Javid has moved to become business secretary.
Whittingdale, who has been in Parliament since 1992 and is also decade-long chair of the Department of Culture, Media and Sport (DCMS) Select Committee, having led its 2009/10 investigation into the News of the World phone hacking scandal, is known for his strong views on everything from the BBC license fee to advertiser’s links with the print media.
The former he once described as “worse than a poll tax” and becoming irrelevant due to the rise of technology, and in the role he will lead the government’s negotiations with the BBC over its renewal. The BBC royal charter, which determines the level of the £145.50 license fee, is due to run out at the end of 2016.
But although Whittingdale is against the license fee, he has previously conceded that any serious change is likely to take until the 2020s to implement.
And with David Cameron’s government in the process of establishing cuts to eliminate the national budget deficit, Whittingdale is also expected to quickly make cuts across his department.
However, advertiser regulation is not on the Conservative agenda and Whittingdale isn’t likely to back any sanctions on gambling or junk food advertising any time soon.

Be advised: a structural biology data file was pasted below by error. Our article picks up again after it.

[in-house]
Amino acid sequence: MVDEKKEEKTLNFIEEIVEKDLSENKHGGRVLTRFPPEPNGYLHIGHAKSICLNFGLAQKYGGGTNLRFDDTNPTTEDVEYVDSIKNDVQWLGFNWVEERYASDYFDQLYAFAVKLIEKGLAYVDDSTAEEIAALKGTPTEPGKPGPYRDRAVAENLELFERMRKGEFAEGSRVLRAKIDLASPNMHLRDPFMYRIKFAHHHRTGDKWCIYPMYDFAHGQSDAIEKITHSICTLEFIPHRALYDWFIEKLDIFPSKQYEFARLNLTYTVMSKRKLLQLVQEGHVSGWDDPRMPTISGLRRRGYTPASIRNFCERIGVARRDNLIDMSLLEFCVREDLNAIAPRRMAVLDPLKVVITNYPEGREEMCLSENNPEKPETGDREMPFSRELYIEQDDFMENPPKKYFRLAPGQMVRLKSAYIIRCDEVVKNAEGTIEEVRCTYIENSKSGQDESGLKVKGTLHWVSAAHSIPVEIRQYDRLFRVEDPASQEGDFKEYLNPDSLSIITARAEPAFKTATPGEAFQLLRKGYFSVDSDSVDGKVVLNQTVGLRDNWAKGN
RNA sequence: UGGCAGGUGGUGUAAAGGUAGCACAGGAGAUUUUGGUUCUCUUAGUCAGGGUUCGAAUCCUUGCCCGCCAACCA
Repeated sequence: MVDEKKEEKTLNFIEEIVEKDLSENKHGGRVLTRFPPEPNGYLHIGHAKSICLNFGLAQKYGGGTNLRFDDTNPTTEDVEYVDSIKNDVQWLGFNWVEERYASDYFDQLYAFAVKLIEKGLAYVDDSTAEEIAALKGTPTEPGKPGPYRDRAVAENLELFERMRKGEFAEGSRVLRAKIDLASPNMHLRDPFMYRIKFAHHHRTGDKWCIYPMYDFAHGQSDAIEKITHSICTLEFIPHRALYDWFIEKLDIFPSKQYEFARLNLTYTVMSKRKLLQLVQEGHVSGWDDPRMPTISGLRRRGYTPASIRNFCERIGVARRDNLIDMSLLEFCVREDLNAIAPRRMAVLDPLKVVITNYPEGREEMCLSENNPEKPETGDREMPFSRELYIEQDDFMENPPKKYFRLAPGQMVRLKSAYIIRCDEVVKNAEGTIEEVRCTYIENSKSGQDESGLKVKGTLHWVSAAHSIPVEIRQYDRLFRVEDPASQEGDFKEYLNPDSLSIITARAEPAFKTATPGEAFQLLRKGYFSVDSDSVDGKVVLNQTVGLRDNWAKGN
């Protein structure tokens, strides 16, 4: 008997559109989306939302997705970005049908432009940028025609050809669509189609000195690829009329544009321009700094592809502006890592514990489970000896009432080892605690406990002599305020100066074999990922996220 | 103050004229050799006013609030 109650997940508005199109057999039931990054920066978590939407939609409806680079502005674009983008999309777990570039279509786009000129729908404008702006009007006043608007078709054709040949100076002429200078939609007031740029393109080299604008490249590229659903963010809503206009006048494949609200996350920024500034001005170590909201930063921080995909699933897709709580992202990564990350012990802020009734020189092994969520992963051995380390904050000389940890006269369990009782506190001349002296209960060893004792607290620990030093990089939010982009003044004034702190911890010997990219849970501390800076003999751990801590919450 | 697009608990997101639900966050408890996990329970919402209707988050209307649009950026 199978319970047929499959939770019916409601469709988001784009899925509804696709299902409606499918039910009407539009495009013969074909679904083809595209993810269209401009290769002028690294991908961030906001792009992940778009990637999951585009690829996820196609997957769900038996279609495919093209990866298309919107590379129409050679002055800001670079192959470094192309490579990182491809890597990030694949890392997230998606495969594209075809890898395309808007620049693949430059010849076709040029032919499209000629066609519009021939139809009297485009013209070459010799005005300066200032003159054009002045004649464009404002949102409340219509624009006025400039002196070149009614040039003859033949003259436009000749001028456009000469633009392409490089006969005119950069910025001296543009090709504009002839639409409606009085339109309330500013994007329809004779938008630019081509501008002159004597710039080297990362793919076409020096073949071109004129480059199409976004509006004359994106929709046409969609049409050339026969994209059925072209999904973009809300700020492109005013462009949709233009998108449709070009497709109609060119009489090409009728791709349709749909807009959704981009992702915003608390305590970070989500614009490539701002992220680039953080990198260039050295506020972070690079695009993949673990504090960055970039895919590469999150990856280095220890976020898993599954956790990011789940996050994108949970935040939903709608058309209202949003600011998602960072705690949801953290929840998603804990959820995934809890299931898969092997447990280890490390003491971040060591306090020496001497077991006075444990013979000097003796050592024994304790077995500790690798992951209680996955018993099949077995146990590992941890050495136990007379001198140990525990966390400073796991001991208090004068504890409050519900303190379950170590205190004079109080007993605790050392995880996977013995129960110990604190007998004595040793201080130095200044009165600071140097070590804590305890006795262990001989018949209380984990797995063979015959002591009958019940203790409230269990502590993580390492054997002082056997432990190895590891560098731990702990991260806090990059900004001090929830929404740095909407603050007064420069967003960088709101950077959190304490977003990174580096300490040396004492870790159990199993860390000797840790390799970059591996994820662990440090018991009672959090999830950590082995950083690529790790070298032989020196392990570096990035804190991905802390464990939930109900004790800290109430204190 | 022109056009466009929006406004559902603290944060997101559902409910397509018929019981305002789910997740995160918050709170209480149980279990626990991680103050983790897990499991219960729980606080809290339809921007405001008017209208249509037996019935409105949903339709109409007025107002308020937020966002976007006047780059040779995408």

The new culture secretary, who has argued against statuary regulation of the press in the past, believes that newspaper publishers should lose advertiser support if they step out of line; an ideal he once pushed by recommending a closer link between the Press Complains Commission and the UK’s biggest advertisers.
He has also previously stated that advertisers need to more actively demonstrate their importance and ethical worth to the wider British economy.
Ian Twinn, ISBA’s Director of Public Affairs, welcomed the appointment and said Whittingdale’s experience would benefit marketers.
“John Wittingdale brings with him vast experience and understanding of the issues facing the Department,” he said.
“I am confident that John will understand the concerns of responsible advertisers and appreciate the role they play in the national interest.”